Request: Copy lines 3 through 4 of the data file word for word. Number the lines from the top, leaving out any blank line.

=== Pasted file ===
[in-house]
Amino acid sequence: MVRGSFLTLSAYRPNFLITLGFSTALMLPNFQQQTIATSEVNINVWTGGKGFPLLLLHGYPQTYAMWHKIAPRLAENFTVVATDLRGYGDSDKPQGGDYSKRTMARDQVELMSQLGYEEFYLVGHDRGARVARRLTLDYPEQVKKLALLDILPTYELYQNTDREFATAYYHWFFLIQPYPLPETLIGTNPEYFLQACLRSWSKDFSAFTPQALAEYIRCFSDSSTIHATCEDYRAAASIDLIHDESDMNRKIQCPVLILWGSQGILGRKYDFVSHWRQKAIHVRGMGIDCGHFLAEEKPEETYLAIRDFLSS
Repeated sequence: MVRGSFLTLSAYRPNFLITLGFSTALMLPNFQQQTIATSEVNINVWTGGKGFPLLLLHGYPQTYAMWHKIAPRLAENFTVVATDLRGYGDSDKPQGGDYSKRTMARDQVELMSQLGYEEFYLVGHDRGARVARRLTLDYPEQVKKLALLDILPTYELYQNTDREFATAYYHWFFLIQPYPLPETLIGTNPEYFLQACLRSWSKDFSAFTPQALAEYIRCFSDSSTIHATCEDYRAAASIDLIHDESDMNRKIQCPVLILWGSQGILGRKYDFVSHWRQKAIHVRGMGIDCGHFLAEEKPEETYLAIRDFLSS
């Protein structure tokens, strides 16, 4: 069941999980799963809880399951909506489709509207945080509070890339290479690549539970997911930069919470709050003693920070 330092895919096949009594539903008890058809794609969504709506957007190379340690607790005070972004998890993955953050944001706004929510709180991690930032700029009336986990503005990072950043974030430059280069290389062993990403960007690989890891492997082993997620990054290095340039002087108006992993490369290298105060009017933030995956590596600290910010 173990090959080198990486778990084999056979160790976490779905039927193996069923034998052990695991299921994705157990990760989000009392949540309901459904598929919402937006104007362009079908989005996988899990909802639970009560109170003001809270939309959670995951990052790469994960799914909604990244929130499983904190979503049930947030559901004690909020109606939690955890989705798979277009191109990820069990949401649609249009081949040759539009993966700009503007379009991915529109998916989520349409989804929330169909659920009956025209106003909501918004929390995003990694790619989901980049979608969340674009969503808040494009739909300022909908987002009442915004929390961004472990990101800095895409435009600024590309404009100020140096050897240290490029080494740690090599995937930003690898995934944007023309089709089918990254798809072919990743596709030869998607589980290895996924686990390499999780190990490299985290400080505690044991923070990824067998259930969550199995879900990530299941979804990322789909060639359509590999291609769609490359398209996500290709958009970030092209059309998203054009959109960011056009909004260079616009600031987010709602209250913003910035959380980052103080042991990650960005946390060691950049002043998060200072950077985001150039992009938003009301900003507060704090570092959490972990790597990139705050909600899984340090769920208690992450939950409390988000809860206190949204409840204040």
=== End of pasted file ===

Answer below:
Repeated sequence: MVRGSFLTLSAYRPNFLITLGFSTALMLPNFQQQTIATSEVNINVWTGGKGFPLLLLHGYPQTYAMWHKIAPRLAENFTVVATDLRGYGDSDKPQGGDYSKRTMARDQVELMSQLGYEEFYLVGHDRGARVARRLTLDYPEQVKKLALLDILPTYELYQNTDREFATAYYHWFFLIQPYPLPETLIGTNPEYFLQACLRSWSKDFSAFTPQALAEYIRCFSDSSTIHATCEDYRAAASIDLIHDESDMNRKIQCPVLILWGSQGILGRKYDFVSHWRQKAIHVRGMGIDCGHFLAEEKPEETYLAIRDFLSS
């Protein structure tokens, strides 16, 4: 069941999980799963809880399951909506489709509207945080509070890339290479690549539970997911930069919470709050003693920070 330092895919096949009594539903008890058809794609969504709506957007190379340690607790005070972004998890993955953050944001706004929510709180991690930032700029009336986990503005990072950043974030430059280069290389062993990403960007690989890891492997082993997620990054290095340039002087108006992993490369290298105060009017933030995956590596600290910010 173990090959080198990486778990084999056979160790976490779905039927193996069923034998052990695991299921994705157990990760989000009392949540309901459904598929919402937006104007362009079908989005996988899990909802639970009560109170003001809270939309959670995951990052790469994960799914909604990244929130499983904190979503049930947030559901004690909020109606939690955890989705798979277009191109990820069990949401649609249009081949040759539009993966700009503007379009991915529109998916989520349409989804929330169909659920009956025209106003909501918004929390995003990694790619989901980049979608969340674009969503808040494009739909300022909908987002009442915004929390961004472990990101800095895409435009600024590309404009100020140096050897240290490029080494740690090599995937930003690898995934944007023309089709089918990254798809072919990743596709030869998607589980290895996924686990390499999780190990490299985290400080505690044991923070990824067998259930969550199995879900990530299941979804990322789909060639359509590999291609769609490359398209996500290709958009970030092209059309998203054009959109960011056009909004260079616009600031987010709602209250913003910035959380980052103080042991990650960005946390060691950049002043998060200072950077985001150039992009938003009301900003507060704090570092959490972990790597990139705050909600899984340090769920208690992450939950409390988000809860206190949204409840204040």